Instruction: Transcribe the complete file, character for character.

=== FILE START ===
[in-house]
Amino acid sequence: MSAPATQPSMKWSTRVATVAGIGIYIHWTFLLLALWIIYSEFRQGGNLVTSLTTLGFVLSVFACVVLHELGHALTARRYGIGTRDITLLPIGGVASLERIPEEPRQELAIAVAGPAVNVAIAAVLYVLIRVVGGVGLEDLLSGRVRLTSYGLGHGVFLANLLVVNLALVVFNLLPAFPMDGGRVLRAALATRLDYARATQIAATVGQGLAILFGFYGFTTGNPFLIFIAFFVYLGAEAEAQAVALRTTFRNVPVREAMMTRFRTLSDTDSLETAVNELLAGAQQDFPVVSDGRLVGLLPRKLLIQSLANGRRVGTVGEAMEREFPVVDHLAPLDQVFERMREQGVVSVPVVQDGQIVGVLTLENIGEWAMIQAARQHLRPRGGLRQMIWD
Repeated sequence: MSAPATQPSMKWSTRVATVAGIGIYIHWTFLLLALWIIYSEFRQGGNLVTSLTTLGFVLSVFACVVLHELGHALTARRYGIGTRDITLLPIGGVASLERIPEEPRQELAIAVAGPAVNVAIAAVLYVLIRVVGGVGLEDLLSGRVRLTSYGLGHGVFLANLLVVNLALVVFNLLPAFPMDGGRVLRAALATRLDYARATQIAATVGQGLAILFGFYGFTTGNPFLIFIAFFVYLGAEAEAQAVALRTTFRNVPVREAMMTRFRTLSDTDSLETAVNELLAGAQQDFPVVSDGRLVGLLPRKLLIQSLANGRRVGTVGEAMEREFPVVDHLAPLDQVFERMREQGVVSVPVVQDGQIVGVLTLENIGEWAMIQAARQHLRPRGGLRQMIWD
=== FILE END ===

[in-house]
Amino acid sequence: MSAPATQPSMKWSTRVATVAGIGIYIHWTFLLLALWIIYSEFRQGGNLVTSLTTLGFVLSVFACVVLHELGHALTARRYGIGTRDITLLPIGGVASLERIPEEPRQELAIAVAGPAVNVAIAAVLYVLIRVVGGVGLEDLLSGRVRLTSYGLGHGVFLANLLVVNLALVVFNLLPAFPMDGGRVLRAALATRLDYARATQIAATVGQGLAILFGFYGFTTGNPFLIFIAFFVYLGAEAEAQAVALRTTFRNVPVREAMMTRFRTLSDTDSLETAVNELLAGAQQDFPVVSDGRLVGLLPRKLLIQSLANGRRVGTVGEAMEREFPVVDHLAPLDQVFERMREQGVVSVPVVQDGQIVGVLTLENIGEWAMIQAARQHLRPRGGLRQMIWD
Repeated sequence: MSAPATQPSMKWSTRVATVAGIGIYIHWTFLLLALWIIYSEFRQGGNLVTSLTTLGFVLSVFACVVLHELGHALTARRYGIGTRDITLLPIGGVASLERIPEEPRQELAIAVAGPAVNVAIAAVLYVLIRVVGGVGLEDLLSGRVRLTSYGLGHGVFLANLLVVNLALVVFNLLPAFPMDGGRVLRAALATRLDYARATQIAATVGQGLAILFGFYGFTTGNPFLIFIAFFVYLGAEAEAQAVALRTTFRNVPVREAMMTRFRTLSDTDSLETAVNELLAGAQQDFPVVSDGRLVGLLPRKLLIQSLANGRRVGTVGEAMEREFPVVDHLAPLDQVFERMREQGVVSVPVVQDGQIVGVLTLENIGEWAMIQAARQHLRPRGGLRQMIWD